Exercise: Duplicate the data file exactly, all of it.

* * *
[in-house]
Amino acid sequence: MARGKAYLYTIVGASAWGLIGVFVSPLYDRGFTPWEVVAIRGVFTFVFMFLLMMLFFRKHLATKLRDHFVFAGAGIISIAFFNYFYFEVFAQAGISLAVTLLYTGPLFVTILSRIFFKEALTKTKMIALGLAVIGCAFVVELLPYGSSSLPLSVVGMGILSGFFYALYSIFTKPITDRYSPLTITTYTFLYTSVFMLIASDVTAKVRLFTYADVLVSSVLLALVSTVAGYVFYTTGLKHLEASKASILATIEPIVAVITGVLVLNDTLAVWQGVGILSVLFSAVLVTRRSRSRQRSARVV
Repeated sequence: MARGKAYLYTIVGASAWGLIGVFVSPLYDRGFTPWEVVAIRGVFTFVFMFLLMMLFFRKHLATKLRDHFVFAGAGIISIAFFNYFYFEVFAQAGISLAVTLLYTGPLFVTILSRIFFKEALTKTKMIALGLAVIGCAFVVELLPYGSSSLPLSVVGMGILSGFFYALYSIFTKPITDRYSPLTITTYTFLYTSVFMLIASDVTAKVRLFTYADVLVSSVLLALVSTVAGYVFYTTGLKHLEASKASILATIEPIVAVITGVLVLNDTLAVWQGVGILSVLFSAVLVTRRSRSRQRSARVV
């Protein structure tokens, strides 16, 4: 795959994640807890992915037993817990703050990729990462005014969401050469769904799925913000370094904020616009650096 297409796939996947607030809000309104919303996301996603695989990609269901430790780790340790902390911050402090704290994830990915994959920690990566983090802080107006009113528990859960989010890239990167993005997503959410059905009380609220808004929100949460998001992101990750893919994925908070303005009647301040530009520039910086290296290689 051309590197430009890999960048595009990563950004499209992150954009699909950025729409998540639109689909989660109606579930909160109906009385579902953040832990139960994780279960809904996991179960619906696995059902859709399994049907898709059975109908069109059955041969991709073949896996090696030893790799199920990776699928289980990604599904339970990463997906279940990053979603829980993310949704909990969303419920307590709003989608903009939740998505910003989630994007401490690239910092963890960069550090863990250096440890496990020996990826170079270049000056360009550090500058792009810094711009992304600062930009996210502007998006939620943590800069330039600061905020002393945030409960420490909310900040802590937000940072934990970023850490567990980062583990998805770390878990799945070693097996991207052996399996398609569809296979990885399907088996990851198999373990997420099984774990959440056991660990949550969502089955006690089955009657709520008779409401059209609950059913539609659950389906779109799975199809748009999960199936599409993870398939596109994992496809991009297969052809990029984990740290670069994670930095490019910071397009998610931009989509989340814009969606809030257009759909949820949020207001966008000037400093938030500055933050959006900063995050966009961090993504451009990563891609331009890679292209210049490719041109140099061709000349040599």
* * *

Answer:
[in-house]
Amino acid sequence: MARGKAYLYTIVGASAWGLIGVFVSPLYDRGFTPWEVVAIRGVFTFVFMFLLMMLFFRKHLATKLRDHFVFAGAGIISIAFFNYFYFEVFAQAGISLAVTLLYTGPLFVTILSRIFFKEALTKTKMIALGLAVIGCAFVVELLPYGSSSLPLSVVGMGILSGFFYALYSIFTKPITDRYSPLTITTYTFLYTSVFMLIASDVTAKVRLFTYADVLVSSVLLALVSTVAGYVFYTTGLKHLEASKASILATIEPIVAVITGVLVLNDTLAVWQGVGILSVLFSAVLVTRRSRSRQRSARVV
Repeated sequence: MARGKAYLYTIVGASAWGLIGVFVSPLYDRGFTPWEVVAIRGVFTFVFMFLLMMLFFRKHLATKLRDHFVFAGAGIISIAFFNYFYFEVFAQAGISLAVTLLYTGPLFVTILSRIFFKEALTKTKMIALGLAVIGCAFVVELLPYGSSSLPLSVVGMGILSGFFYALYSIFTKPITDRYSPLTITTYTFLYTSVFMLIASDVTAKVRLFTYADVLVSSVLLALVSTVAGYVFYTTGLKHLEASKASILATIEPIVAVITGVLVLNDTLAVWQGVGILSVLFSAVLVTRRSRSRQRSARVV
């Protein structure tokens, strides 16, 4: 795959994640807890992915037993817990703050990729990462005014969401050469769904799925913000370094904020616009650096 297409796939996947607030809000309104919303996301996603695989990609269901430790780790340790902390911050402090704290994830990915994959920690990566983090802080107006009113528990859960989010890239990167993005997503959410059905009380609220808004929100949460998001992101990750893919994925908070303005009647301040530009520039910086290296290689 051309590197430009890999960048595009990563950004499209992150954009699909950025729409998540639109689909989660109606579930909160109906009385579902953040832990139960994780279960809904996991179960619906696995059902859709399994049907898709059975109908069109059955041969991709073949896996090696030893790799199920990776699928289980990604599904339970990463997906279940990053979603829980993310949704909990969303419920307590709003989608903009939740998505910003989630994007401490690239910092963890960069550090863990250096440890496990020996990826170079270049000056360009550090500058792009810094711009992304600062930009996210502007998006939620943590800069330039600061905020002393945030409960420490909310900040802590937000940072934990970023850490567990980062583990998805770390878990799945070693097996991207052996399996398609569809296979990885399907088996990851198999373990997420099984774990959440056991660990949550969502089955006690089955009657709520008779409401059209609950059913539609659950389906779109799975199809748009999960199936599409993870398939596109994992496809991009297969052809990029984990740290670069994670930095490019910071397009998610931009989509989340814009969606809030257009759909949820949020207001966008000037400093938030500055933050959006900063995050966009961090993504451009990563891609331009890679292209210049490719041109140099061709000349040599």